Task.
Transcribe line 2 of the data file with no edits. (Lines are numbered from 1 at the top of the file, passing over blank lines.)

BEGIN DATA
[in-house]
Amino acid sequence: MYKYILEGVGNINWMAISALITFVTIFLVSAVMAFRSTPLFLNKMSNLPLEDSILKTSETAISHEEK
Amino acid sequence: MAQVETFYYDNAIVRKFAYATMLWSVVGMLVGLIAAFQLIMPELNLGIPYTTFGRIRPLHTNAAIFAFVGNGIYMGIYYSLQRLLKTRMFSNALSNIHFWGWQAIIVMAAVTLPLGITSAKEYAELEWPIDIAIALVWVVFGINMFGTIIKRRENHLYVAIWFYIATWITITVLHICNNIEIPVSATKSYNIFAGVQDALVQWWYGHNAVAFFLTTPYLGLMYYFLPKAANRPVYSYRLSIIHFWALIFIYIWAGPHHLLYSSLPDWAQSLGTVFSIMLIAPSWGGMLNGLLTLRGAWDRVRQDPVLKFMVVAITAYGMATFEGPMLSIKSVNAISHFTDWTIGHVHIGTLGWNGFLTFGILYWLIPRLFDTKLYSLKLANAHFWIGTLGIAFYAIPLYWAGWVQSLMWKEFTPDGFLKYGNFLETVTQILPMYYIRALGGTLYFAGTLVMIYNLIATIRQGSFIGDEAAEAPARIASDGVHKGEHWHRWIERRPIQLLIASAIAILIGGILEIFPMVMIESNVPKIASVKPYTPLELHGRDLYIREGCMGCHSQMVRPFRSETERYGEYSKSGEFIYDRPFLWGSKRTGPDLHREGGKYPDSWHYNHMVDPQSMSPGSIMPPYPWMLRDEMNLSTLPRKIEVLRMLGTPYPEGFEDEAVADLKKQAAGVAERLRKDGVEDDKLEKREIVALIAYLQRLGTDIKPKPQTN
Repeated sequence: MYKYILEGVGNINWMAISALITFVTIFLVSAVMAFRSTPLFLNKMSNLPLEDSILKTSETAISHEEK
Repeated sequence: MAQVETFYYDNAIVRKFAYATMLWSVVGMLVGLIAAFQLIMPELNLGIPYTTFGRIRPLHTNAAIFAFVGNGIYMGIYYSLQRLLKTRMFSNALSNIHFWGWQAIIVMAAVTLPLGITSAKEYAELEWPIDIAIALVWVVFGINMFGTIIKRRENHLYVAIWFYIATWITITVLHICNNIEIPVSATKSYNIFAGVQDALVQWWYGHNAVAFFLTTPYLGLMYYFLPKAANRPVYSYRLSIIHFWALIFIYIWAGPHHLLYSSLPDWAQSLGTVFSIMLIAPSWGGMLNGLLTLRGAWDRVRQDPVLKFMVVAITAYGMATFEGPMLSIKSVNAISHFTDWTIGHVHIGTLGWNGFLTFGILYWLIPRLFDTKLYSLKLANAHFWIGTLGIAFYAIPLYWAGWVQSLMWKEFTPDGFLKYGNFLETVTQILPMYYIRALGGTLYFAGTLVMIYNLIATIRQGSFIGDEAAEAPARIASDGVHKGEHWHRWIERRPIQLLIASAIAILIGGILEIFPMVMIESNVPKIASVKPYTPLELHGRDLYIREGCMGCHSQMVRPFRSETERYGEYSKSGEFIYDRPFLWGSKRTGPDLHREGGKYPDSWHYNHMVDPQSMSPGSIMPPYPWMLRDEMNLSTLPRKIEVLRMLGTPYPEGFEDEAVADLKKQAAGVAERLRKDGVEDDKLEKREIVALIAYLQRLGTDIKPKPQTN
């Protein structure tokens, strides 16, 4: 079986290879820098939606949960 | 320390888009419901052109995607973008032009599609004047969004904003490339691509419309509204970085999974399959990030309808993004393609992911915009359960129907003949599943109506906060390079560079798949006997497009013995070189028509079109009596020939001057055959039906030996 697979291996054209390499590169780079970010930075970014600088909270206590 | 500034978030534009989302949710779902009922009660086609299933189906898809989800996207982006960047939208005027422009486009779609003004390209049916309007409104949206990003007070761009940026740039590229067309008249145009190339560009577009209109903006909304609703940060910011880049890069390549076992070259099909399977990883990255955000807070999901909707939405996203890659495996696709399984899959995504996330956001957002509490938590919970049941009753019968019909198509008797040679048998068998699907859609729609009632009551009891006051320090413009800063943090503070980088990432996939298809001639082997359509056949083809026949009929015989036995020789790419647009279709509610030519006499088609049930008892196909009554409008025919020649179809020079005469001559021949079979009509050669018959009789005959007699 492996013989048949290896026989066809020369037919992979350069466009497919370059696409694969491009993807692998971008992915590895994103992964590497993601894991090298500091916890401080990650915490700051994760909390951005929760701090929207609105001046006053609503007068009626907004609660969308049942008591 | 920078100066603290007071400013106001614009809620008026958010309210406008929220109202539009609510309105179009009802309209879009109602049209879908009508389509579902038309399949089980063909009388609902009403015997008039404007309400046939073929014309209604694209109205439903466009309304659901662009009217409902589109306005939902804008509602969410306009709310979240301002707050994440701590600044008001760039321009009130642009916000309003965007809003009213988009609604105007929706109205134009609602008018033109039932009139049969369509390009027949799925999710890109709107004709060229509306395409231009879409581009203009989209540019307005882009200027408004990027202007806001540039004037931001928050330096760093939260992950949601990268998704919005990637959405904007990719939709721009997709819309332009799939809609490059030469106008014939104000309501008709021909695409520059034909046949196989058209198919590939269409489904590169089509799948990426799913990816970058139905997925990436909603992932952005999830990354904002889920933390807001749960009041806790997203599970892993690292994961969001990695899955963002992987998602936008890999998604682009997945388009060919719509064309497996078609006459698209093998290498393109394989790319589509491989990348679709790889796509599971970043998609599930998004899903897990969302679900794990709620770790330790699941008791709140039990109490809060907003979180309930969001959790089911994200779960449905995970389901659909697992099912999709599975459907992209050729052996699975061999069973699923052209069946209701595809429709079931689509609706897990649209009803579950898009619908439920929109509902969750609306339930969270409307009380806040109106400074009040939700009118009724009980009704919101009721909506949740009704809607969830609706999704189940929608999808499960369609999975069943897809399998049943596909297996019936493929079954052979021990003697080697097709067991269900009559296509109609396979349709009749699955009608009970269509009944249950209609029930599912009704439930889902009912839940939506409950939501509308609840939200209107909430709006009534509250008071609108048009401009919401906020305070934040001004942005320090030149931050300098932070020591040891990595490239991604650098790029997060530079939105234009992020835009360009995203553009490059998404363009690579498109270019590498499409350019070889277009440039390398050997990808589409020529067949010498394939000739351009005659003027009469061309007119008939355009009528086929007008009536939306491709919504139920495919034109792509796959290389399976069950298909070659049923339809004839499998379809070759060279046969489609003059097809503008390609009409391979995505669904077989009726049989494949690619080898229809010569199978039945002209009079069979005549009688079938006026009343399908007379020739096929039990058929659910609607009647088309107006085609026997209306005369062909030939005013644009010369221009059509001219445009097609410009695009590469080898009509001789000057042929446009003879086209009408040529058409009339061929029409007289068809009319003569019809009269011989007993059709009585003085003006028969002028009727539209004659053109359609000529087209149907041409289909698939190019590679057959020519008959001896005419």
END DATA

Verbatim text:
Amino acid sequence: MYKYILEGVGNINWMAISALITFVTIFLVSAVMAFRSTPLFLNKMSNLPLEDSILKTSETAISHEEK